Top Ten Things I Learned From Twilight

The Twilight phenomenon has faded out. Since then, many of us have asked how we allowed ourselves to get sucked into a series that is so embarrassing to even think of now.

I’ll admit it, in the seventh-grade, my favorite books were the Twilight series. My inner English major cringes at the thought, but it’s true. I read the first three in a week and waited for bated breath for the final installment. I am 100% sure I wasn’t alone.

Now that we’ve all had a little bit of time and distance, I’ve compiled a list of the ten top things I learned from Twilight. Despite her lack of personality, I just really get Bella Swan.

1. It’s okay to like reading fiction that isn’t great literature.

I think we can all agree that Twilight is not great literature. At best, it’s good but it probably doesn’t even make that mark. I would even question using the term “literature.”

But, that doesn’t mean I didn’t absolutely love it when I read it for the first time in seventh grade. It was enjoyable. It was fun. It was not making me reconsider anything about my life and that was actually okay.

I’m not saying that you shouldn’t strive to make educational and enjoyable literary choices. I’m just saying it’s okay if not everything makes you smarter.

2. Vegetarianism is just a matter of perspective. So is everything else.

I think this is probably one of the things I like best about the Cullens. It’s an inside joke that I think resonates with me because, as an English major, I like playing around with definitions.

Obviously, the Cullens are not conventional vegetarians. They only eat meat. But from their perspective, they are doing the same thing as human vegetarians when they eat animals rather than humans. I think that’s fascinating.

I think what this really shows us is that definitions are a matter of life experience. What makes sense for one person may not make any sense to another. This is why we all have different political opinions, because we all think different things are important.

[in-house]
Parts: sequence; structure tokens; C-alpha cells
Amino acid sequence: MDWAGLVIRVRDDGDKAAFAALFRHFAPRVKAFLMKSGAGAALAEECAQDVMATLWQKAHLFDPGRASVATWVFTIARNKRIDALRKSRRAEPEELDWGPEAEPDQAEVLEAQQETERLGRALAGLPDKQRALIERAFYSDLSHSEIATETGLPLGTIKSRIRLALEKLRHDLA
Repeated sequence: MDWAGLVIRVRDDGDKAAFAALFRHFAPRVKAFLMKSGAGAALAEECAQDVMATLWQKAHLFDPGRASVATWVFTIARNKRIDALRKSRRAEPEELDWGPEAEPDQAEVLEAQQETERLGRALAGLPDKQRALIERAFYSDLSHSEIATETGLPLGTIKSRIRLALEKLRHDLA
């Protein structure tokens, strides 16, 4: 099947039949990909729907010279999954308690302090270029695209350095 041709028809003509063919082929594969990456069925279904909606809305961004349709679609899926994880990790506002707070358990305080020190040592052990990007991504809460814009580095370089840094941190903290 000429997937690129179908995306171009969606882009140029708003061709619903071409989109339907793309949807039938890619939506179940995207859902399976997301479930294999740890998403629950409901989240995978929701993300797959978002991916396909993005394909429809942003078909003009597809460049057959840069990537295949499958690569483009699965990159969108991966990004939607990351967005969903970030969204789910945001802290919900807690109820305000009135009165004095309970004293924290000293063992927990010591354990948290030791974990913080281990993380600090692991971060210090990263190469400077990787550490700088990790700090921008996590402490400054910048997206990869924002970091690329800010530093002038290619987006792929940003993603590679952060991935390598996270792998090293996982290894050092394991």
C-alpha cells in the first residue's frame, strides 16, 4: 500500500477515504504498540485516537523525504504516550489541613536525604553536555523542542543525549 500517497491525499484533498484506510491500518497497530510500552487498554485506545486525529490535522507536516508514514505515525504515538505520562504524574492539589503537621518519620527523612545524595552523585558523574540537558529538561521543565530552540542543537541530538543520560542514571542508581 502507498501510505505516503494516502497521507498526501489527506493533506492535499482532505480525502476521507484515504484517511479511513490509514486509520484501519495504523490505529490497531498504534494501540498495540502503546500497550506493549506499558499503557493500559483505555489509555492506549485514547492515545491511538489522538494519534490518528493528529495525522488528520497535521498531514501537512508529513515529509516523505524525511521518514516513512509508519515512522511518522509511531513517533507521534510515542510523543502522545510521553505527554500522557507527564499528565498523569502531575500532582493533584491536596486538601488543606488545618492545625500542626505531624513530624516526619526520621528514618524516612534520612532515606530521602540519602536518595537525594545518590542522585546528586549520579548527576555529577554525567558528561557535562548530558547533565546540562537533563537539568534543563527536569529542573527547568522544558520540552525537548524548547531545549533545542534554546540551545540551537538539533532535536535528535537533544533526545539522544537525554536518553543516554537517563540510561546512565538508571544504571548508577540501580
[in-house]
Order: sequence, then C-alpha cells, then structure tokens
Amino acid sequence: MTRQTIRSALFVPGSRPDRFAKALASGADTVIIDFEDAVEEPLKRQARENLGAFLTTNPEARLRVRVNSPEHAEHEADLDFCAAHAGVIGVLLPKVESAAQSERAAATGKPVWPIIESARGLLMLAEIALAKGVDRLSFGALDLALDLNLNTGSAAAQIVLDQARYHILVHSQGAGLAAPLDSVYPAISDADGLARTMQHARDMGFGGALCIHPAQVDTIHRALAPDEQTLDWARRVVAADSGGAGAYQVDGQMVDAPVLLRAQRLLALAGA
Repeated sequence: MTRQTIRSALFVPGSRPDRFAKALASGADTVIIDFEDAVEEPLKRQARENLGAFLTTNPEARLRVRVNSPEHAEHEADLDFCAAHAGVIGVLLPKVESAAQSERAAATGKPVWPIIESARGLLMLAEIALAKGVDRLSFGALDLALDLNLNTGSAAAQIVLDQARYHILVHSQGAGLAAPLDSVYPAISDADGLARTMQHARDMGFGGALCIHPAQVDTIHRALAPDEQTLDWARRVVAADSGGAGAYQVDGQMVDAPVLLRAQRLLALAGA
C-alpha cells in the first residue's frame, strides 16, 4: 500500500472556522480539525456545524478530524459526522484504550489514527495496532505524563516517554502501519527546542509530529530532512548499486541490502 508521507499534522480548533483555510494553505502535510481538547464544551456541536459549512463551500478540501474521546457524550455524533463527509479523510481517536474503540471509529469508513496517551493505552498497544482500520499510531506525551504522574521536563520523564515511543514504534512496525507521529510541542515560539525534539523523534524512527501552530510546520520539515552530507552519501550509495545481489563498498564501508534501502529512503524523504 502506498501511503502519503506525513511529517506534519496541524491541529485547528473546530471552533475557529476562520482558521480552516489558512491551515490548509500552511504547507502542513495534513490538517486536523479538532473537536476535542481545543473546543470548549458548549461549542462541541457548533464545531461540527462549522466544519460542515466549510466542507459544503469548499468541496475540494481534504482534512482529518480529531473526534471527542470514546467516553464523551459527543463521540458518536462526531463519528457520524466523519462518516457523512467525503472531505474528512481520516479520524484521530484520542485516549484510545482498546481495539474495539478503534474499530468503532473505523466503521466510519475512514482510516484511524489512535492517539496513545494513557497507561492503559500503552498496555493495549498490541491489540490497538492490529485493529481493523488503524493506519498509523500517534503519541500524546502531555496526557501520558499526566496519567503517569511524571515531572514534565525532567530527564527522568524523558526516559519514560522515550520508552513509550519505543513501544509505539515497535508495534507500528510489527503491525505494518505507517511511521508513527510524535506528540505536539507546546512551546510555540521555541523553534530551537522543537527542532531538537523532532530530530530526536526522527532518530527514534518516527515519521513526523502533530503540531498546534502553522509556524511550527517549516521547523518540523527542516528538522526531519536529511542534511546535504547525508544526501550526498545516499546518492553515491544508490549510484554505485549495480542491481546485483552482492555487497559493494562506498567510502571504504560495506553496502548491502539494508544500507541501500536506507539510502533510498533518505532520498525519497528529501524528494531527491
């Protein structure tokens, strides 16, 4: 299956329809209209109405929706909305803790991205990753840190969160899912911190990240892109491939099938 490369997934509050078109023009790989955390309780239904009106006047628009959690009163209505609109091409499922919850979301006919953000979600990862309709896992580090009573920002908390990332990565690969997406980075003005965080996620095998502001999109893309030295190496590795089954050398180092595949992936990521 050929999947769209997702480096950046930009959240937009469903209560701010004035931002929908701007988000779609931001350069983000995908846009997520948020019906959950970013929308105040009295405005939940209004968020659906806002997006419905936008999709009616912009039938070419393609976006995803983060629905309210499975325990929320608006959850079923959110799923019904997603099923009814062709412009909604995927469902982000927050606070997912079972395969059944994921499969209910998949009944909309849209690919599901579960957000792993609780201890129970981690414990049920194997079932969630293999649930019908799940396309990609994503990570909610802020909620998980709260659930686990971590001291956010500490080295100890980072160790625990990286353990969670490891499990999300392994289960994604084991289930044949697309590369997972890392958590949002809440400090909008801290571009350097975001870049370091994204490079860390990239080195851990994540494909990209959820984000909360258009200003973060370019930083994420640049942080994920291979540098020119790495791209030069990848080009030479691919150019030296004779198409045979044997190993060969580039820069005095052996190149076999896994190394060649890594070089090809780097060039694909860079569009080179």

Maybe it didn’t really take Twilight to show me that. But it certainly didn’t hurt.

3. Harry Potter splitting its final part into two movies may have been the worst thing to ever happen to YA Fiction novels that become movies.

I was confused when Harry Potter and the Deathly Hallows decided it had too much material for simply one movie. But I accepted it, thinking that they might actually have more to cover in that movie than would reasonably fit into a two-to-three-hour movie.

When Breaking Dawn decided to do the same, I got serious chills about the disaster that would be. We already knew the Twilight movie series was questionable—the acting was mediocre at best, the plotline was primarily moved through voice-over and even the presence of a shirtless Taylor Lautner couldn’t make up for the fact that nothing was ever happening.

Clearly, I understand the business decision behind making two movies—if you get an equal size audience for both, you make twice as much money. Even if the second audience is slightly smaller, you still make more total profit.

But it doesn’t always work—Breaking Dawn was definitive proof of that. They invented entire scenes to fill all the time they gave themselves. Still, they didn’t learn their lesson.

They just keep splitting up the final chapters of these YA series, making what could be mediocre movies into absolutely horrendous ones.

4. I can channel my inner Bella circa New Moon—and it might work out for me inside my head. But in the real world, no one is going to appreciate that.

Consider the Twilight novels. I don’t know how you feel, but I always found New Moon to be the most difficult to get through. As in, I nearly quit the entire series when Stephenie Meyer gave me four blank pages and then a simple, melodramatic paragraph.

I know Bella was going through an emotional crisis. But it was kind of driving me, as the reader, crazy.

Nothing was happening. There’s four months where so little is happening, the author only tells me that time passes. When we finally hear from our protagonist, it’s merely a nod to the fact that time must go on. Nothing else.

I think the reading of New Moon taught me, as a fourteen-year-old, that I could go into melodramatic states like this. It was possible. I could get consumed in my own angst, unable to recognize anything but the inevitable passing of time. 

I could spend all my time whining about how hard things are for me, and I might even have legitimate reasons to back that up (Does Bella? Really? These are the important questions).

But reacting like that to things wouldn’t get me anywhere. I’d only end up like the worst installment of an already mediocre teenage series.

5. Fanfiction is popular fiction, without all of the required editing.

Okay, maybe Twilight itself didn’t teach me this. It was probably more the whole 50 Shades of Grey phenomena that followed it. But I’m counting it, because 50 Shades of Grey is really a Twilight fanfiction. It’s all a bit much for my English major self to handle.